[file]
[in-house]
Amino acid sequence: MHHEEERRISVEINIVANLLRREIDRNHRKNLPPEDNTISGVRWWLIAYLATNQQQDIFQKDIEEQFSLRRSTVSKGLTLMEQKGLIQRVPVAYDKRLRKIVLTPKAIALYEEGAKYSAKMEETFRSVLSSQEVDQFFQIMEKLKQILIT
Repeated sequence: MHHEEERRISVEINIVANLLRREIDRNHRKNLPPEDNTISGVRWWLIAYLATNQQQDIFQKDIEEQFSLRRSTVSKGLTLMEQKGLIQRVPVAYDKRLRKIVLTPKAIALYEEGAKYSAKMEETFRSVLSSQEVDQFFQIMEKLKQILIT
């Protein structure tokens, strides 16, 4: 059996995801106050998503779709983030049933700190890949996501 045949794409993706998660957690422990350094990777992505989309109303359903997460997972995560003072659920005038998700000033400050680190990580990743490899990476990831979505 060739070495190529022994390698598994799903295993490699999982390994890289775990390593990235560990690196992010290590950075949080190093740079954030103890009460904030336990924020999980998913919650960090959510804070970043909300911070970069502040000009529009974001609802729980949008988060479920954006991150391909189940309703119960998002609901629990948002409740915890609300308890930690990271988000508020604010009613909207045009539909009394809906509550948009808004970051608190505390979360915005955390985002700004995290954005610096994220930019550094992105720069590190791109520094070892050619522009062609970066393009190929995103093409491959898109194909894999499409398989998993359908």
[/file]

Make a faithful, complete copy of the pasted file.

[in-house]
Amino acid sequence: MHHEEERRISVEINIVANLLRREIDRNHRKNLPPEDNTISGVRWWLIAYLATNQQQDIFQKDIEEQFSLRRSTVSKGLTLMEQKGLIQRVPVAYDKRLRKIVLTPKAIALYEEGAKYSAKMEETFRSVLSSQEVDQFFQIMEKLKQILIT
Repeated sequence: MHHEEERRISVEINIVANLLRREIDRNHRKNLPPEDNTISGVRWWLIAYLATNQQQDIFQKDIEEQFSLRRSTVSKGLTLMEQKGLIQRVPVAYDKRLRKIVLTPKAIALYEEGAKYSAKMEETFRSVLSSQEVDQFFQIMEKLKQILIT
């Protein structure tokens, strides 16, 4: 059996995801106050998503779709983030049933700190890949996501 045949794409993706998660957690422990350094990777992505989309109303359903997460997972995560003072659920005038998700000033400050680190990580990743490899990476990831979505 060739070495190529022994390698598994799903295993490699999982390994890289775990390593990235560990690196992010290590950075949080190093740079954030103890009460904030336990924020999980998913919650960090959510804070970043909300911070970069502040000009529009974001609802729980949008988060479920954006991150391909189940309703119960998002609901629990948002409740915890609300308890930690990271988000508020604010009613909207045009539909009394809906509550948009808004970051608190505390979360915005955390985002700004995290954005610096994220930019550094992105720069590190791109520094070892050619522009062609970066393009190929995103093409491959898109194909894999499409398989998993359908």